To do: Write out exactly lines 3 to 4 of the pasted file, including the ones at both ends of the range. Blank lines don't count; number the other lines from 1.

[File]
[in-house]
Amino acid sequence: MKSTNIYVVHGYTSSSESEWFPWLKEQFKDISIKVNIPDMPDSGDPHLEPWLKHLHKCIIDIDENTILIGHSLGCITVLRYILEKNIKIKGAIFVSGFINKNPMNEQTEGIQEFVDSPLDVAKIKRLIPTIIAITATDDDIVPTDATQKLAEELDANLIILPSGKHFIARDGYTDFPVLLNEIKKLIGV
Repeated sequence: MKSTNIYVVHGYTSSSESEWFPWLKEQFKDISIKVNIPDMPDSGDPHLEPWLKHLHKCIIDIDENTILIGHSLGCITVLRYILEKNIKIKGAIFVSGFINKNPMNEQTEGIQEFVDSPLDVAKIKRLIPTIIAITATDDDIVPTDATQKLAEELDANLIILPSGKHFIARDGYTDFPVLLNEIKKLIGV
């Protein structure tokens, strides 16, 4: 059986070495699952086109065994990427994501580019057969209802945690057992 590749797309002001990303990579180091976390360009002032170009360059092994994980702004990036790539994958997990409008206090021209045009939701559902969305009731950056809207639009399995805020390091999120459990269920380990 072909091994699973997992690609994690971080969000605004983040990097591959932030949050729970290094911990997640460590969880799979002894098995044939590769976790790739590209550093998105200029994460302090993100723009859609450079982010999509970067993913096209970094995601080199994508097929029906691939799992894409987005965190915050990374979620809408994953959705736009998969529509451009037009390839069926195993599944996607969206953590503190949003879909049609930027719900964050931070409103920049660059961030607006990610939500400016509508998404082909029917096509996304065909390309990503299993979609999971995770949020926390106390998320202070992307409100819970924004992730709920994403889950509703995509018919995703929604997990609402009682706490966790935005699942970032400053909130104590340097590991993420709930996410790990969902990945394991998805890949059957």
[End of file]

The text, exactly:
Repeated sequence: MKSTNIYVVHGYTSSSESEWFPWLKEQFKDISIKVNIPDMPDSGDPHLEPWLKHLHKCIIDIDENTILIGHSLGCITVLRYILEKNIKIKGAIFVSGFINKNPMNEQTEGIQEFVDSPLDVAKIKRLIPTIIAITATDDDIVPTDATQKLAEELDANLIILPSGKHFIARDGYTDFPVLLNEIKKLIGV
């Protein structure tokens, strides 16, 4: 059986070495699952086109065994990427994501580019057969209802945690057992 590749797309002001990303990579180091976390360009002032170009360059092994994980702004990036790539994958997990409008206090021209045009939701559902969305009731950056809207639009399995805020390091999120459990269920380990 072909091994699973997992690609994690971080969000605004983040990097591959932030949050729970290094911990997640460590969880799979002894098995044939590769976790790739590209550093998105200029994460302090993100723009859609450079982010999509970067993913096209970094995601080199994508097929029906691939799992894409987005965190915050990374979620809408994953959705736009998969529509451009037009390839069926195993599944996607969206953590503190949003879909049609930027719900964050931070409103920049660059961030607006990610939500400016509508998404082909029917096509996304065909390309990503299993979609999971995770949020926390106390998320202070992307409100819970924004992730709920994403889950509703995509018919995703929604997990609402009682706490966790935005699942970032400053909130104590340097590991993420709930996410790990969902990945394991998805890949059957």